Business Spotlight featuring Betty Hilliard

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WELCOME TO THE BUSINESS SPOTLIGHT, WHERE WE FEATURE A DIFFERENT BUSINESS EVERY WEEK!

This week we are featuring
Betty Hilliard of Mainstay Editorial Services LLC

How long have you been in business?

Two Years.

What is your business all about? (services, products, etc)

Words say a lot about a company, and I love working with clients on their words – their written content. Whether I am editing content or writing content, I consider myself the behind-the-scenes support for my clients making sure their messages are clear, concise and free of errors. My job is to make sure my clients’ messages are on target for their customers and that they build trust with their customers through their written communications.

What makes your business unique?

I don’t just write and edit content. I have a strong background in marketing, and I apply my marketing knowledge and experience to my projects. So, in addition to editing for grammar and spelling, I review content with an eye on marketing. I make sure my clients’ messages are targeted for their specific audience, and I ensure my clients’ brand image is maintained throughout all of their written content.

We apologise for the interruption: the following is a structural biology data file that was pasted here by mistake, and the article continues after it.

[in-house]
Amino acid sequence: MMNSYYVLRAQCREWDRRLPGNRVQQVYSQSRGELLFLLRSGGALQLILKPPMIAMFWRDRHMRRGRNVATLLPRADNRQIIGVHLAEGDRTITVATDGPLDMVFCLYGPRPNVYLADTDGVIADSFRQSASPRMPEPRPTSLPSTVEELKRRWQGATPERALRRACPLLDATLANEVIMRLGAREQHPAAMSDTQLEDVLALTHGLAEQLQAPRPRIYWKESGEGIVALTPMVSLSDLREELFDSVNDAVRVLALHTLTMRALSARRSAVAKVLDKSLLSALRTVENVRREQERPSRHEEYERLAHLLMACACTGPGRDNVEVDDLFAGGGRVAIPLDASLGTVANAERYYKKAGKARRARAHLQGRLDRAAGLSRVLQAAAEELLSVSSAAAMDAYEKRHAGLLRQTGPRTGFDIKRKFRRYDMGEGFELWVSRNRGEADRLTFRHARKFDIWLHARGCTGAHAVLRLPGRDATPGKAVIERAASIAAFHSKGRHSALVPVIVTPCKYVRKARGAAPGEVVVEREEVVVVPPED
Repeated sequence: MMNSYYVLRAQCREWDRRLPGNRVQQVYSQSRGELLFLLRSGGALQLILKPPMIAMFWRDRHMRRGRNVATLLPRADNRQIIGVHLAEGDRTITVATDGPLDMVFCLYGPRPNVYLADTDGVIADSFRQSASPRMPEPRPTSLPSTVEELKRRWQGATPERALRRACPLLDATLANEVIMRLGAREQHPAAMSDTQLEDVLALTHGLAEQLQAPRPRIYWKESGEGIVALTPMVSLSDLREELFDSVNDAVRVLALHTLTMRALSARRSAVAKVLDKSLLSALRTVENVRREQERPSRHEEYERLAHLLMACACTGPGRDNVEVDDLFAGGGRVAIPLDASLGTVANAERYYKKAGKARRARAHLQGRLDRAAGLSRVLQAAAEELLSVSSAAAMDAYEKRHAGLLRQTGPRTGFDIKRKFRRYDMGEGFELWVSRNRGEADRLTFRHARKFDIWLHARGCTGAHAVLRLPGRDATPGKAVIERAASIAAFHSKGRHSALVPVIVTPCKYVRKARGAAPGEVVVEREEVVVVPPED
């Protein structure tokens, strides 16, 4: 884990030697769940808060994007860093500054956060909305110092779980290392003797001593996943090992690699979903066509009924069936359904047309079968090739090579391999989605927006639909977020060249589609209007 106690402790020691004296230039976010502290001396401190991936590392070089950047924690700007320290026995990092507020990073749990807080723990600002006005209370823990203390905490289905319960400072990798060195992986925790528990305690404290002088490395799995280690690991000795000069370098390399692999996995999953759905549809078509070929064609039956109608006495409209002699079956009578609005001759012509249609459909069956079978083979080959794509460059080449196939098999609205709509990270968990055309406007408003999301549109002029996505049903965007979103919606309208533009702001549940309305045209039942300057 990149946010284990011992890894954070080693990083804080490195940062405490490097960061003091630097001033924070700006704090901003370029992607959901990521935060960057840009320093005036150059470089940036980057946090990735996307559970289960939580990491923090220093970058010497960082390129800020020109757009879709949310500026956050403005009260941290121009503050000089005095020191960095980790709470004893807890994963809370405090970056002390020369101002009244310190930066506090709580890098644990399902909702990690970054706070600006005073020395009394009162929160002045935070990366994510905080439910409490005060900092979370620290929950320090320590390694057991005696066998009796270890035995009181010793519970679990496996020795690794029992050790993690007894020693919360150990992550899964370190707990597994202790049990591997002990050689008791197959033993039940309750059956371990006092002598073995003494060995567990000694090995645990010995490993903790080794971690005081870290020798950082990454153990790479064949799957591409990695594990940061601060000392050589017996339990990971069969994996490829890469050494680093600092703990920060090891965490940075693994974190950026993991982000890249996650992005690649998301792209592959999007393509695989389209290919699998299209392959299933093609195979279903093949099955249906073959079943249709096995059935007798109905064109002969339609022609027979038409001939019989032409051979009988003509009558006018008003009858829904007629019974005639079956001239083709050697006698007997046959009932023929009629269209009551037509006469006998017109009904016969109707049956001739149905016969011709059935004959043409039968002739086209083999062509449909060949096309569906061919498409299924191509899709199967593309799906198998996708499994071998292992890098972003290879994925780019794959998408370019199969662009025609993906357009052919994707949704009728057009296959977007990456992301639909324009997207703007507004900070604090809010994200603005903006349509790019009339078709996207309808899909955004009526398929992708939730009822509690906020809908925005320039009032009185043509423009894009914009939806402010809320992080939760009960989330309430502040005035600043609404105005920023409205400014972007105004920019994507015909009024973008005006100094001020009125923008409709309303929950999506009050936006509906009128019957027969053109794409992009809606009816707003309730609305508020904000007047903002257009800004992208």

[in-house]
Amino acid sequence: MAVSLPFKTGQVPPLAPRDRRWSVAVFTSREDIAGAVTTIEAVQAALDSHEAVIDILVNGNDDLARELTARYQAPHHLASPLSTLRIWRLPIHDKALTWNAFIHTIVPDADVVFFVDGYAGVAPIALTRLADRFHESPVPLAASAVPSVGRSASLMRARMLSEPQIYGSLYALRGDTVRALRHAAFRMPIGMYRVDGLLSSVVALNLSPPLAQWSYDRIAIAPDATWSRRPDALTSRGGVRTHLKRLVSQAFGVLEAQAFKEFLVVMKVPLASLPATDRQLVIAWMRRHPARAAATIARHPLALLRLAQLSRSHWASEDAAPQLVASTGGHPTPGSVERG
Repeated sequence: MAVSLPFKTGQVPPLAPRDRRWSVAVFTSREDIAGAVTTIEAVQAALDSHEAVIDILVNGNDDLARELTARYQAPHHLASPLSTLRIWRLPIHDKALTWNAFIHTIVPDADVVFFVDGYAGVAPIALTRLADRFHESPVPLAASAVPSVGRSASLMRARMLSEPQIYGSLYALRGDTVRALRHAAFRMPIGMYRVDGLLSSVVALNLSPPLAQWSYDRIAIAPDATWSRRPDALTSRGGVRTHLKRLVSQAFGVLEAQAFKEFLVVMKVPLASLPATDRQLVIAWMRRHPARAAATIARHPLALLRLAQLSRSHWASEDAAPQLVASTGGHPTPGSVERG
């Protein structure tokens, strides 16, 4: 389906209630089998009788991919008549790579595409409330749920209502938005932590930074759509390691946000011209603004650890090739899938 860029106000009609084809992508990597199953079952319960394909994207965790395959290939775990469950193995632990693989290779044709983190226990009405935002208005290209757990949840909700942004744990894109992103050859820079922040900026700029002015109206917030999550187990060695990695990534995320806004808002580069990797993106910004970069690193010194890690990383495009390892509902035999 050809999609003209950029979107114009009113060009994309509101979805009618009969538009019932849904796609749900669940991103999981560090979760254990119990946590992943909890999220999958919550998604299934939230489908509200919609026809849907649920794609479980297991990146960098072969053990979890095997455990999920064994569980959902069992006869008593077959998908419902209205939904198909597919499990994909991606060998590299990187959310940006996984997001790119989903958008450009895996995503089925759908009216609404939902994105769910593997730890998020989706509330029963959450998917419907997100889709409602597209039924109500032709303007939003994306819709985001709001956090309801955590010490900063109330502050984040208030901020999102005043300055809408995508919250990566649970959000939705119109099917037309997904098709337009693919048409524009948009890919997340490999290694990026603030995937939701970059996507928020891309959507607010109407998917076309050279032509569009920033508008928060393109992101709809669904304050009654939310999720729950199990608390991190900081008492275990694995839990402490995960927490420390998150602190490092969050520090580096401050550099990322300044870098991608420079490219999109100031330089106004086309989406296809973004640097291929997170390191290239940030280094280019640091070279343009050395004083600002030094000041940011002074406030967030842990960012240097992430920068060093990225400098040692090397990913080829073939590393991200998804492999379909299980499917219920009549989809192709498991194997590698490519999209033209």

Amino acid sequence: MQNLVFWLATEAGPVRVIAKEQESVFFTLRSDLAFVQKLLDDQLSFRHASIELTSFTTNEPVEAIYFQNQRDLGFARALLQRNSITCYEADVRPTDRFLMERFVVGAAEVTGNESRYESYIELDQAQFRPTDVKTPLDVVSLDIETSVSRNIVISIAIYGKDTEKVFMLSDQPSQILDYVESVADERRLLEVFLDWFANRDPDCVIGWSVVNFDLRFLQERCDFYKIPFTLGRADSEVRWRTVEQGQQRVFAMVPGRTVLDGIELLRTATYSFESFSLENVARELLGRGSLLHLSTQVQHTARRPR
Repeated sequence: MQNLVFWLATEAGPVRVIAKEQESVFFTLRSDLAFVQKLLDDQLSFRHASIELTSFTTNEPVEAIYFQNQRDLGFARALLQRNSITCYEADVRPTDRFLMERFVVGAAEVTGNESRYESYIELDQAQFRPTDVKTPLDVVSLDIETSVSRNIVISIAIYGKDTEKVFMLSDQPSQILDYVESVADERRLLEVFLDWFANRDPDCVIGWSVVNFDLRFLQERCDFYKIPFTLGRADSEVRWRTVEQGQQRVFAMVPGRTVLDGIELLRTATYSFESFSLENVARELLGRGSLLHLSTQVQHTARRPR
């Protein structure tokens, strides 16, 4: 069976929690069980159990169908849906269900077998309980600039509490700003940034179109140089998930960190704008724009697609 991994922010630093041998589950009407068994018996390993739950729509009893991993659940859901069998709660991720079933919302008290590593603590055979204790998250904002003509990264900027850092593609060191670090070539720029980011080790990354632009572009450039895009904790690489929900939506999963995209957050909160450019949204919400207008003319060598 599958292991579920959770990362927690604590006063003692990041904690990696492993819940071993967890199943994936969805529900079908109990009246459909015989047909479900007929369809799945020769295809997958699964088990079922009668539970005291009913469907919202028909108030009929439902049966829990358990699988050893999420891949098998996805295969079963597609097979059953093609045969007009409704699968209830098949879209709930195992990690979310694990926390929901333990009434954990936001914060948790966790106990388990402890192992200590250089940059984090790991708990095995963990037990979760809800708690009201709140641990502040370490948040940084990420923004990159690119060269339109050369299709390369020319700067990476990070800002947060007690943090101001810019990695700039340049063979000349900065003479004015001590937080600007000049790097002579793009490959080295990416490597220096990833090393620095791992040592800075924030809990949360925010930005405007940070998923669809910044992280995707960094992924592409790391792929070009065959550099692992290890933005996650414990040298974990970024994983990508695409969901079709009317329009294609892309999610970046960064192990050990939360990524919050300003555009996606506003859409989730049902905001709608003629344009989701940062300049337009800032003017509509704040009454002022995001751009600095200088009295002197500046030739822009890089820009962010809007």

What made you start your business?

I worked in the marketing/public relations industry until I had children. Then, I stepped away from the corporate world for a few years so I could be home with my boys. When I was ready to get back into the business, I wanted to do it differently. I wanted to do it in ways that enabled me to connect with more people and in ways that empowered me to help more people and their businesses. That is why I started my own business – Mainstay Editorial Services.

What would you say are the top three skills needed to be a successful business owner?

1. Patience – building a successful business doesn’t happen overnight. It takes time, and you’ll face setbacks. Having the patience to push through it all is so important.

2. A willingness to learn – as a business owner you are always learning new things – how to put processes in place, how to market your business, how to identify your ideal client, how to use new technology. The learning never stops, so be prepared to soak it all in.